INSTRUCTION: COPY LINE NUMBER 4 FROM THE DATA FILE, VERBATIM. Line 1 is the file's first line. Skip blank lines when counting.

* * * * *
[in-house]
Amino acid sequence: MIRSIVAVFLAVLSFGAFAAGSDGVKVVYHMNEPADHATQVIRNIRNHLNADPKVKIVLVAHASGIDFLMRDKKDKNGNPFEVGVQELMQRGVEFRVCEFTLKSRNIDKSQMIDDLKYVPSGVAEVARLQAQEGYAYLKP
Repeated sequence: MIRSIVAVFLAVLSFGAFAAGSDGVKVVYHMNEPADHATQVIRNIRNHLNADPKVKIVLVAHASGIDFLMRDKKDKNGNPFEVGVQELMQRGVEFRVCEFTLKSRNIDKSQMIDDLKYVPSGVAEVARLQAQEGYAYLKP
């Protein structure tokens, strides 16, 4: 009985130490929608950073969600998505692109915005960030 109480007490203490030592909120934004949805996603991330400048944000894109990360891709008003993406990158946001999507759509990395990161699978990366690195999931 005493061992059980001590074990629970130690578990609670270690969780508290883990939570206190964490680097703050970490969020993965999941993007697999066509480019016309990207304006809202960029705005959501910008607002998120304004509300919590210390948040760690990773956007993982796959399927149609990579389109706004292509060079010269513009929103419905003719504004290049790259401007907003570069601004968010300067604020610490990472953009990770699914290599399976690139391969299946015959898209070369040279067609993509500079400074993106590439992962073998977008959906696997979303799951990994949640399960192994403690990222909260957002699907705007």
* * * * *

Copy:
């Protein structure tokens, strides 16, 4: 009985130490929608950073969600998505692109915005960030 109480007490203490030592909120934004949805996603991330400048944000894109990360891709008003993406990158946001999507759509990395990161699978990366690195999931 005493061992059980001590074990629970130690578990609670270690969780508290883990939570206190964490680097703050970490969020993965999941993007697999066509480019016309990207304006809202960029705005959501910008607002998120304004509300919590210390948040760690990773956007993982796959399927149609990579389109706004292509060079010269513009929103419905003719504004290049790259401007907003570069601004968010300067604020610490990472953009990770699914290599399976690139391969299946015959898209070369040279067609993509500079400074993106590439992962073998977008959906696997979303799951990994949640399960192994403690990222909260957002699907705007």